Have you ever taken a shot and while you're sure you nailed the focus, it's a little bit softer than you'd expected? Perhaps your lens needs calibrating to ensure the autofocus is perfect.
It's worth noting straight away that lens autofocus calibration is only generally needed for DSLR shooters. Mirrorless cameras tend not to lean on the lenses to secure a perfect focus and the sensor will do the heavy lifting, correcting any imperfections. However, with DSLR cameras, the lenses can vary on sharpness in part due to calibration. Typically this will happen over time through general wear and tear, and a tool is needed to get it pin sharp again. In this video by Karl Taylor, however, he shows a way of returning the lenses back to their former glory without having to go out to buy anything.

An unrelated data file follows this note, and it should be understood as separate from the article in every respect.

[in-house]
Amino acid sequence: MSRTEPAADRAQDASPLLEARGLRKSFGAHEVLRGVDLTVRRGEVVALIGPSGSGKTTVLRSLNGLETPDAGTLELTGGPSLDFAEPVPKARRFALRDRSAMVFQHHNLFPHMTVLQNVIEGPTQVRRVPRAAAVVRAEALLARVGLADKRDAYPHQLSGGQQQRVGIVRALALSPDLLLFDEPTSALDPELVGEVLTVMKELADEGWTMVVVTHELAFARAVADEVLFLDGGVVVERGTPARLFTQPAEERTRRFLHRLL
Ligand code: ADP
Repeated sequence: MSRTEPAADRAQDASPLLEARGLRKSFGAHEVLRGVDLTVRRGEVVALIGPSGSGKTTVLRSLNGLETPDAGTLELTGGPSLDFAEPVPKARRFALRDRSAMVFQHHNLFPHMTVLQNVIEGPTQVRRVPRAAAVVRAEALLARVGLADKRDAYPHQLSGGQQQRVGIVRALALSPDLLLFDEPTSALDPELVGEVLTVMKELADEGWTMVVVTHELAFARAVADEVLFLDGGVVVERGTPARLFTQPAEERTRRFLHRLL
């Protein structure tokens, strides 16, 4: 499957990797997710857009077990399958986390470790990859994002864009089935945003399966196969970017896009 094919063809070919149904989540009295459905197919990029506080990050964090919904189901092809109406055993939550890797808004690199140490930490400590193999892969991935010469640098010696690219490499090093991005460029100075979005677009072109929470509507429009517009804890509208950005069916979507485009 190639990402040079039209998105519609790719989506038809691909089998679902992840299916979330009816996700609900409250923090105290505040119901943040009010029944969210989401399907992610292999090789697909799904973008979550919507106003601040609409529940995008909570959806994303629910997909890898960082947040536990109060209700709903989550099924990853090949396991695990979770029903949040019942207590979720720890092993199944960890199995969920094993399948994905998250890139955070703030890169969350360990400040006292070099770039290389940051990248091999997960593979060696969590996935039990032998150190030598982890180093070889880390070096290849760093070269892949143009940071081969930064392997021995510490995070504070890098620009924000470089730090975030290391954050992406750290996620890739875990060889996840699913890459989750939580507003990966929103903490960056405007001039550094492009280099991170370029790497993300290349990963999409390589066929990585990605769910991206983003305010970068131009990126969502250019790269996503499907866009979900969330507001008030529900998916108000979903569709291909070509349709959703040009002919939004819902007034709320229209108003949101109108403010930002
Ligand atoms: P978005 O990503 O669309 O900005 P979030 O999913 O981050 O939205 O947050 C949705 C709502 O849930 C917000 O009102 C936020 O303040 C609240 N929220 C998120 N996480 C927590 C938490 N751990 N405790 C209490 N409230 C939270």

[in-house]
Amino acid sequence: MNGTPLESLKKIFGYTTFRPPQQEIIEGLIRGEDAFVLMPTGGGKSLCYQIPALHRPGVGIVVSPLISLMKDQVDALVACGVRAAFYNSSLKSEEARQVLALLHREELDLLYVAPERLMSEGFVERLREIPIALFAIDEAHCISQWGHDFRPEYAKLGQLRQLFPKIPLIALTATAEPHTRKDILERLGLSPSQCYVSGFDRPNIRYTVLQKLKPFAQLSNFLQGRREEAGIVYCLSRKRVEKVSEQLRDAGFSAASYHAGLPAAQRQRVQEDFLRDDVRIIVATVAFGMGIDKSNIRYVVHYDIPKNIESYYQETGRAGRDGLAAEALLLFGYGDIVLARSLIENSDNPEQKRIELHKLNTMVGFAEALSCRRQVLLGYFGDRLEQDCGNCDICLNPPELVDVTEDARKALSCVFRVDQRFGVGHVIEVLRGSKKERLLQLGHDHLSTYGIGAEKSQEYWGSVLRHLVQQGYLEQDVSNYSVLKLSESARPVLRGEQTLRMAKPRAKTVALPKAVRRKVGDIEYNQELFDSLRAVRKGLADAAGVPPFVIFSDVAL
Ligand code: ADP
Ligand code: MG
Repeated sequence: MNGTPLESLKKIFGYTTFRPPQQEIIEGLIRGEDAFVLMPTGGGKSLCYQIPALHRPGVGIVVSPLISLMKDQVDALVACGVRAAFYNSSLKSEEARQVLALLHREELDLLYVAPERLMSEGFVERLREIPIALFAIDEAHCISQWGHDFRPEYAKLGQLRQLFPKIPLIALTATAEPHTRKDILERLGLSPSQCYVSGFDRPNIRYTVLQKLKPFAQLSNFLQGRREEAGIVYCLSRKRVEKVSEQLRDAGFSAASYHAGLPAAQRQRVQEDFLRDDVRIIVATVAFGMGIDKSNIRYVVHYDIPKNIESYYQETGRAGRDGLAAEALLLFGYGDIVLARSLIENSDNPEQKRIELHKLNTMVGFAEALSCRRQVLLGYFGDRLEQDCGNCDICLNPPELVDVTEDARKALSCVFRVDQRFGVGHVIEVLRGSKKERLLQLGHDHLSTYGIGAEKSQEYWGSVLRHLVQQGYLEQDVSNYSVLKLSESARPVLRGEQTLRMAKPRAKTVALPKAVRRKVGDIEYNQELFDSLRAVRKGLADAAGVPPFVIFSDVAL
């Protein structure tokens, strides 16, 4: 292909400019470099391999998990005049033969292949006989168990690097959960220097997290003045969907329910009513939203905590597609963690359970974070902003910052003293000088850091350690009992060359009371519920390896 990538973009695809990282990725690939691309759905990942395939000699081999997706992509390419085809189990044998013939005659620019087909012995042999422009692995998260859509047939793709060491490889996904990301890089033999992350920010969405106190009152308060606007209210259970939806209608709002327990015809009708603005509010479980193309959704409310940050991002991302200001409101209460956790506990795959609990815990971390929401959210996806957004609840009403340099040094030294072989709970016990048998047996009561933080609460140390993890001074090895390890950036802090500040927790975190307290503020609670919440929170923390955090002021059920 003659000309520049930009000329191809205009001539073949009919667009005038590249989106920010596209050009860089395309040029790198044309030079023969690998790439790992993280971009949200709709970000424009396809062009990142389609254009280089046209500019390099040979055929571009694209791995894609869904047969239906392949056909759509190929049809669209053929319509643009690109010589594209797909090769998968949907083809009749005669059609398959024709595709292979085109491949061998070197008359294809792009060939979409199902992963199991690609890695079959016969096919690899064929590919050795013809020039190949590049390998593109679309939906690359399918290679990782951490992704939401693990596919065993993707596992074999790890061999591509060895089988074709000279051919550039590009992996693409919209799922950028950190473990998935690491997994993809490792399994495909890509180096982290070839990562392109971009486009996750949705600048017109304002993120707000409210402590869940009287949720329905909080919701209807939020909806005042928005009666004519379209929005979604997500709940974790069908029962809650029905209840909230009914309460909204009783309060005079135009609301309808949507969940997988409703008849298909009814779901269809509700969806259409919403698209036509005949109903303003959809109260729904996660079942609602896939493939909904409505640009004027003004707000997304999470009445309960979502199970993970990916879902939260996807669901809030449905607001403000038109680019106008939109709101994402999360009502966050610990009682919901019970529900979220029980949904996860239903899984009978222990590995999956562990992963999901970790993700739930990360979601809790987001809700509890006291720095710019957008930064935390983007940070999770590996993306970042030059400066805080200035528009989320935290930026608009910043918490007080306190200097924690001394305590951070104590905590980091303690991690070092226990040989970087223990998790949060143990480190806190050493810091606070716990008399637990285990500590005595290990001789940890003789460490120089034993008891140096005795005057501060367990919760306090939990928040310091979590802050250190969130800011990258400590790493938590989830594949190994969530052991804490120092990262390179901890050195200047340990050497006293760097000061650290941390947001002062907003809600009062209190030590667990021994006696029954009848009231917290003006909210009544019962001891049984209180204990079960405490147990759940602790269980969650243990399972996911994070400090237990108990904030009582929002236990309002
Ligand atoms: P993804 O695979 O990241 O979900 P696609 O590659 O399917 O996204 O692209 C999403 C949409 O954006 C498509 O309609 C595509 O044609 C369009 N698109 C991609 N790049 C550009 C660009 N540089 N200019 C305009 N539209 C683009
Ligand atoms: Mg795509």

I first noticed this problem with one of my oldest lenses which I was using for macro. I felt as if I was missing focus ever so slightly, far more often than I used to. I put it down to user error for a while before realizing that the lens might be slightly out of whack, and it was. Using a similar DIY technique, I applied a pretty heavy in-camera adjustment to compensate for the defect and immediately felt the impact. With a lot of photography, it's barely noticeable, but when you're doing commercial photography, macro, beauty, or anything where detail is paramount, your work's quality will be slightly inhibited and that will continue to grow if left unfixed.